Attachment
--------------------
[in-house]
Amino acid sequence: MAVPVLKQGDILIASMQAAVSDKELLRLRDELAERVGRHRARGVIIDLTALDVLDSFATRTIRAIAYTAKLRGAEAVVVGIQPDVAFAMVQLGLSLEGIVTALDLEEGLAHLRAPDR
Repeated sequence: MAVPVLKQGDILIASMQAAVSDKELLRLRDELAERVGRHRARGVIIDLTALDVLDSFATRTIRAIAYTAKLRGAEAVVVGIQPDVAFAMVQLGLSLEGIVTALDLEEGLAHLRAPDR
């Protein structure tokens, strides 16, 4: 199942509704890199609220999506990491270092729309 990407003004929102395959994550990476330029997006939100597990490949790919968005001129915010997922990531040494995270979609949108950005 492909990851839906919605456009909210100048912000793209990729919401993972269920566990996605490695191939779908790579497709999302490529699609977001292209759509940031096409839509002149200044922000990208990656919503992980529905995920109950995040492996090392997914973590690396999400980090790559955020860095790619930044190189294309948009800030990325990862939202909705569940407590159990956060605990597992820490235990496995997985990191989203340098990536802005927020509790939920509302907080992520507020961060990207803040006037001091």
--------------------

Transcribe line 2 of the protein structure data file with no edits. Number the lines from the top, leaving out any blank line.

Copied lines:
Amino acid sequence: MAVPVLKQGDILIASMQAAVSDKELLRLRDELAERVGRHRARGVIIDLTALDVLDSFATRTIRAIAYTAKLRGAEAVVVGIQPDVAFAMVQLGLSLEGIVTALDLEEGLAHLRAPDR